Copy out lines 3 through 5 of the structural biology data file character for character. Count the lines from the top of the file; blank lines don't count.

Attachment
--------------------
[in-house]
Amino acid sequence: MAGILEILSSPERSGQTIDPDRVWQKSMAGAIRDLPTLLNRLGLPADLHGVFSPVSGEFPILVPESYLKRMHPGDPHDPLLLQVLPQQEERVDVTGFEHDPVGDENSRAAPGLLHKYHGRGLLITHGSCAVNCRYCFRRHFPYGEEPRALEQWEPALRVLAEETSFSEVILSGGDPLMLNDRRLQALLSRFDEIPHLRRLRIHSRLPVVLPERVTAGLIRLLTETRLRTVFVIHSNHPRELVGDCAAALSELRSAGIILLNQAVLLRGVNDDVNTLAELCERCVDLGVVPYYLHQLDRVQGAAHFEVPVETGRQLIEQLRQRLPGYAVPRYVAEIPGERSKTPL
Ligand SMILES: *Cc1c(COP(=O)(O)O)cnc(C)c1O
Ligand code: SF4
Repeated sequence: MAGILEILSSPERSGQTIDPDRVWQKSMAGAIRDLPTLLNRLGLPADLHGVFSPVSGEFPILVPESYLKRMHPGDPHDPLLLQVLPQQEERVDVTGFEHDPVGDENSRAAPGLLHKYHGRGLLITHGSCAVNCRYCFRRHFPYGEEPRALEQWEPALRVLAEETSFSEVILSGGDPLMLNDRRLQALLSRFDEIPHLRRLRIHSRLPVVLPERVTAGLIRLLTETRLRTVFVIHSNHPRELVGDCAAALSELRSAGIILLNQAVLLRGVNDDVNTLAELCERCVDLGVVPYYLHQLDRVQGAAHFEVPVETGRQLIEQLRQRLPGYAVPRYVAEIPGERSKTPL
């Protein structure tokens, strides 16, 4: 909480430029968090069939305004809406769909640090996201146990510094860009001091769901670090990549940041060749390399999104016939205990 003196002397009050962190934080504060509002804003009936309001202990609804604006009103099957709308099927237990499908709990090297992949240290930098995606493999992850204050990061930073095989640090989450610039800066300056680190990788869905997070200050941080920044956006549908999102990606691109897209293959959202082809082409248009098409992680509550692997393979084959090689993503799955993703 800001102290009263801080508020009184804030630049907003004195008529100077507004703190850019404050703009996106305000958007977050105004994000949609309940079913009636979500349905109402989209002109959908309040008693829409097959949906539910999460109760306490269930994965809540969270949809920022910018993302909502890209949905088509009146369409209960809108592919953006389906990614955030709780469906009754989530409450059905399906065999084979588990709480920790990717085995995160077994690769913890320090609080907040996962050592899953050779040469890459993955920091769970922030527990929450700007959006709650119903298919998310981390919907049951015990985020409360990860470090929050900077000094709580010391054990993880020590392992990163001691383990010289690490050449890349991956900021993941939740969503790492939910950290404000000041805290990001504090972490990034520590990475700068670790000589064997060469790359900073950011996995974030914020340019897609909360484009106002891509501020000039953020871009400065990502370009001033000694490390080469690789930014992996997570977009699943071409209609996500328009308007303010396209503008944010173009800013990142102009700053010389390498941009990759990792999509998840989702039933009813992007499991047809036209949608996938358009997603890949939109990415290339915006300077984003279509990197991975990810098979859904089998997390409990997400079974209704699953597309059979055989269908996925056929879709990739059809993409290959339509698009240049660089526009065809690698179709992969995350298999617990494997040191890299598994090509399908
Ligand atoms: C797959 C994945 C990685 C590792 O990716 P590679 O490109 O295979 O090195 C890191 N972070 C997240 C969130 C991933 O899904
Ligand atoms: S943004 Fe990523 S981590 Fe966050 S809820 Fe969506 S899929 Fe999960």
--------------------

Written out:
Ligand SMILES: *Cc1c(COP(=O)(O)O)cnc(C)c1O
Ligand code: SF4
Repeated sequence: MAGILEILSSPERSGQTIDPDRVWQKSMAGAIRDLPTLLNRLGLPADLHGVFSPVSGEFPILVPESYLKRMHPGDPHDPLLLQVLPQQEERVDVTGFEHDPVGDENSRAAPGLLHKYHGRGLLITHGSCAVNCRYCFRRHFPYGEEPRALEQWEPALRVLAEETSFSEVILSGGDPLMLNDRRLQALLSRFDEIPHLRRLRIHSRLPVVLPERVTAGLIRLLTETRLRTVFVIHSNHPRELVGDCAAALSELRSAGIILLNQAVLLRGVNDDVNTLAELCERCVDLGVVPYYLHQLDRVQGAAHFEVPVETGRQLIEQLRQRLPGYAVPRYVAEIPGERSKTPL